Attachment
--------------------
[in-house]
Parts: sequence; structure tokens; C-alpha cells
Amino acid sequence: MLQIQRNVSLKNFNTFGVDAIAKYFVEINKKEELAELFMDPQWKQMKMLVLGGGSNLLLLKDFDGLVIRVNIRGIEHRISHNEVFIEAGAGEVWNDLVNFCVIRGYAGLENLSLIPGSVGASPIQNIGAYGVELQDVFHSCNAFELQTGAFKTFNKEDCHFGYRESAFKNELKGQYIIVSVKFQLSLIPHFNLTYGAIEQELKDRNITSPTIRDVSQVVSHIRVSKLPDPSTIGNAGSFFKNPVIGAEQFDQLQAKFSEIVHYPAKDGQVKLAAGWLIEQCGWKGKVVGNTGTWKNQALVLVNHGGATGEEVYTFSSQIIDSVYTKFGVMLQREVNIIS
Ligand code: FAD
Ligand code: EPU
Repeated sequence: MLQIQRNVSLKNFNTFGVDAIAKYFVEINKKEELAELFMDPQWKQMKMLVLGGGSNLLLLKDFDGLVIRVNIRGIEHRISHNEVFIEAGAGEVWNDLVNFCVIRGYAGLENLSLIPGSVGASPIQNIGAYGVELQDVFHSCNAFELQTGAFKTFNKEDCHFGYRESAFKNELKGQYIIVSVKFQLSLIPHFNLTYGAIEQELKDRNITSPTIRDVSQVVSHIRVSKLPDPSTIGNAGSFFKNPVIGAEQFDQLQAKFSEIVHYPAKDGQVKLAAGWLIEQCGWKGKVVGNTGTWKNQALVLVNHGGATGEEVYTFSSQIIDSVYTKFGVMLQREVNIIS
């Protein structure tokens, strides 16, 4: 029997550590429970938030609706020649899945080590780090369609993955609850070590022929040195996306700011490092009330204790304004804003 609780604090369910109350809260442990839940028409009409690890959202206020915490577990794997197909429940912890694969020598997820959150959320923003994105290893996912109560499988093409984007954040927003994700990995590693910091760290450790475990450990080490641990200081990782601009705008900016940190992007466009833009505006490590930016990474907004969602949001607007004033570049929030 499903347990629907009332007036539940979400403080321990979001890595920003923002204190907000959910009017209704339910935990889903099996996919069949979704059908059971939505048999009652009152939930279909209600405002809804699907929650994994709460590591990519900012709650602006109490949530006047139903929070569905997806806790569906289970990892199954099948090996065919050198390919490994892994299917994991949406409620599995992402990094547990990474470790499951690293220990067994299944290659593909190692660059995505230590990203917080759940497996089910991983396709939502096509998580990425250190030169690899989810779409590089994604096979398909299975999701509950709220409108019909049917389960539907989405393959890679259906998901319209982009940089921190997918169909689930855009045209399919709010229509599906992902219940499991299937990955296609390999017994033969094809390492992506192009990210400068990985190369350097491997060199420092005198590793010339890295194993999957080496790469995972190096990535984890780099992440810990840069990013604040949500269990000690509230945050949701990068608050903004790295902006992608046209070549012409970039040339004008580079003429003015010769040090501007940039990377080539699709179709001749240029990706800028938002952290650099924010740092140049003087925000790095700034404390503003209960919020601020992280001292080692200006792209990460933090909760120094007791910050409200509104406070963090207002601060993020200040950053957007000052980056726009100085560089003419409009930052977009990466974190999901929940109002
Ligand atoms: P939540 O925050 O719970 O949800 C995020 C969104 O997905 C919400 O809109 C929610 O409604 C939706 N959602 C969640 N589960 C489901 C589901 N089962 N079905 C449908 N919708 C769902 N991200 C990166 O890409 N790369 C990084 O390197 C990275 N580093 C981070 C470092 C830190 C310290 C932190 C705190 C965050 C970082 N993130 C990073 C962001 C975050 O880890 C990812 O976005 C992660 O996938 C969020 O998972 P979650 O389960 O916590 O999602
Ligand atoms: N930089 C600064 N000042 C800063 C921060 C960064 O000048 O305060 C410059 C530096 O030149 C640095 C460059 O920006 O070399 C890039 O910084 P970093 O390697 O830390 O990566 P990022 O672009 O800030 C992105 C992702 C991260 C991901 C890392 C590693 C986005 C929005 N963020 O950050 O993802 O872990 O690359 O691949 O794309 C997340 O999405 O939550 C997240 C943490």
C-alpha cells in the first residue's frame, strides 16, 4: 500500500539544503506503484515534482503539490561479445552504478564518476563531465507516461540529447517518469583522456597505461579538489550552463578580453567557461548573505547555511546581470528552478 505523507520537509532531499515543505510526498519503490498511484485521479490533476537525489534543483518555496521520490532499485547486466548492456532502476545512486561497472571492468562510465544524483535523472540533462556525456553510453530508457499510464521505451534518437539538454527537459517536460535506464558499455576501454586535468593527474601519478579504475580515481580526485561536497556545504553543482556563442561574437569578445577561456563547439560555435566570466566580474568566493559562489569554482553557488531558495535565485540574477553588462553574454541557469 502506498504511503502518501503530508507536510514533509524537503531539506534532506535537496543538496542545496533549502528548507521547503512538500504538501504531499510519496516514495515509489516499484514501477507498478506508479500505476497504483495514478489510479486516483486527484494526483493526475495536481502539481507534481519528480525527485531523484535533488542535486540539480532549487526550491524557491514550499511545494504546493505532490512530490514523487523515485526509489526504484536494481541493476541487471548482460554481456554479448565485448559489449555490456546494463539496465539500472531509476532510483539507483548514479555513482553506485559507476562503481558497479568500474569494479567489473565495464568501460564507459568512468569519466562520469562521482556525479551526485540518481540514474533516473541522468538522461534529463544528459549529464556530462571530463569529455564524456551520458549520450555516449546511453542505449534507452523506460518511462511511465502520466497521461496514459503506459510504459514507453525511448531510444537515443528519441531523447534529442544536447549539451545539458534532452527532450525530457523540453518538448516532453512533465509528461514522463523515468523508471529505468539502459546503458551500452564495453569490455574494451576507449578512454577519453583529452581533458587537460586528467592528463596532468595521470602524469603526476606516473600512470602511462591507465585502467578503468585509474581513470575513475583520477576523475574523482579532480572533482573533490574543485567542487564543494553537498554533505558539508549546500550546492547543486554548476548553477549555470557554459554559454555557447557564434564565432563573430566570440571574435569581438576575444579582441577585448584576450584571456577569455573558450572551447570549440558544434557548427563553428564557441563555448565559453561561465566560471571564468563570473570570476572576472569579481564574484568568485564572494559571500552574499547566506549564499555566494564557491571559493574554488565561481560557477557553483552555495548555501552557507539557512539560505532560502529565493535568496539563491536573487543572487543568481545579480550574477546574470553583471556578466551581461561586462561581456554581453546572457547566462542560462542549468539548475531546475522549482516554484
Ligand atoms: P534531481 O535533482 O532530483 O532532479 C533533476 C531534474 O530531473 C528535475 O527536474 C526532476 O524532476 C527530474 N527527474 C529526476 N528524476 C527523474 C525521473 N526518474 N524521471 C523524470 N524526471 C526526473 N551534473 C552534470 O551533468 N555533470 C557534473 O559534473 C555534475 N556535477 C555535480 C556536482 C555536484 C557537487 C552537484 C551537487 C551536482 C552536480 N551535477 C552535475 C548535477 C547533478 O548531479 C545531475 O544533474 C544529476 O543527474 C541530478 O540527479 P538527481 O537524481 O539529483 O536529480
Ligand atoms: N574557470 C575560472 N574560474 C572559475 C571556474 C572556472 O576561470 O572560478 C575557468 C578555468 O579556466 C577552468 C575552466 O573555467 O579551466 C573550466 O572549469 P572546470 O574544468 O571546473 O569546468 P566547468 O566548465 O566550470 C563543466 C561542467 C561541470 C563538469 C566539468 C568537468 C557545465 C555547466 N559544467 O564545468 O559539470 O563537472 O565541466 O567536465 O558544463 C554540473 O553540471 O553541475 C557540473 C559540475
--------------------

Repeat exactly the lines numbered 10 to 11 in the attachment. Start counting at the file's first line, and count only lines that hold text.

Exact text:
C-alpha cells in the first residue's frame, strides 16, 4: 500500500539544503506503484515534482503539490561479445552504478564518476563531465507516461540529447517518469583522456597505461579538489550552463578580453567557461548573505547555511546581470528552478 505523507520537509532531499515543505510526498519503490498511484485521479490533476537525489534543483518555496521520490532499485547486466548492456532502476545512486561497472571492468562510465544524483535523472540533462556525456553510453530508457499510464521505451534518437539538454527537459517536460535506464558499455576501454586535468593527474601519478579504475580515481580526485561536497556545504553543482556563442561574437569578445577561456563547439560555435566570466566580474568566493559562489569554482553557488531558495535565485540574477553588462553574454541557469 502506498504511503502518501503530508507536510514533509524537503531539506534532506535537496543538496542545496533549502528548507521547503512538500504538501504531499510519496516514495515509489516499484514501477507498478506508479500505476497504483495514478489510479486516483486527484494526483493526475495536481502539481507534481519528480525527485531523484535533488542535486540539480532549487526550491524557491514550499511545494504546493505532490512530490514523487523515485526509489526504484536494481541493476541487471548482460554481456554479448565485448559489449555490456546494463539496465539500472531509476532510483539507483548514479555513482553506485559507476562503481558497479568500474569494479567489473565495464568501460564507459568512468569519466562520469562521482556525479551526485540518481540514474533516473541522468538522461534529463544528459549529464556530462571530463569529455564524456551520458549520450555516449546511453542505449534507452523506460518511462511511465502520466497521461496514459503506459510504459514507453525511448531510444537515443528519441531523447534529442544536447549539451545539458534532452527532450525530457523540453518538448516532453512533465509528461514522463523515468523508471529505468539502459546503458551500452564495453569490455574494451576507449578512454577519453583529452581533458587537460586528467592528463596532468595521470602524469603526476606516473600512470602511462591507465585502467578503468585509474581513470575513475583520477576523475574523482579532480572533482573533490574543485567542487564543494553537498554533505558539508549546500550546492547543486554548476548553477549555470557554459554559454555557447557564434564565432563573430566570440571574435569581438576575444579582441577585448584576450584571456577569455573558450572551447570549440558544434557548427563553428564557441563555448565559453561561465566560471571564468563570473570570476572576472569579481564574484568568485564572494559571500552574499547566506549564499555566494564557491571559493574554488565561481560557477557553483552555495548555501552557507539557512539560505532560502529565493535568496539563491536573487543572487543568481545579480550574477546574470553583471556578466551581461561586462561581456554581453546572457547566462542560462542549468539548475531546475522549482516554484
Ligand atoms: P534531481 O535533482 O532530483 O532532479 C533533476 C531534474 O530531473 C528535475 O527536474 C526532476 O524532476 C527530474 N527527474 C529526476 N528524476 C527523474 C525521473 N526518474 N524521471 C523524470 N524526471 C526526473 N551534473 C552534470 O551533468 N555533470 C557534473 O559534473 C555534475 N556535477 C555535480 C556536482 C555536484 C557537487 C552537484 C551537487 C551536482 C552536480 N551535477 C552535475 C548535477 C547533478 O548531479 C545531475 O544533474 C544529476 O543527474 C541530478 O540527479 P538527481 O537524481 O539529483 O536529480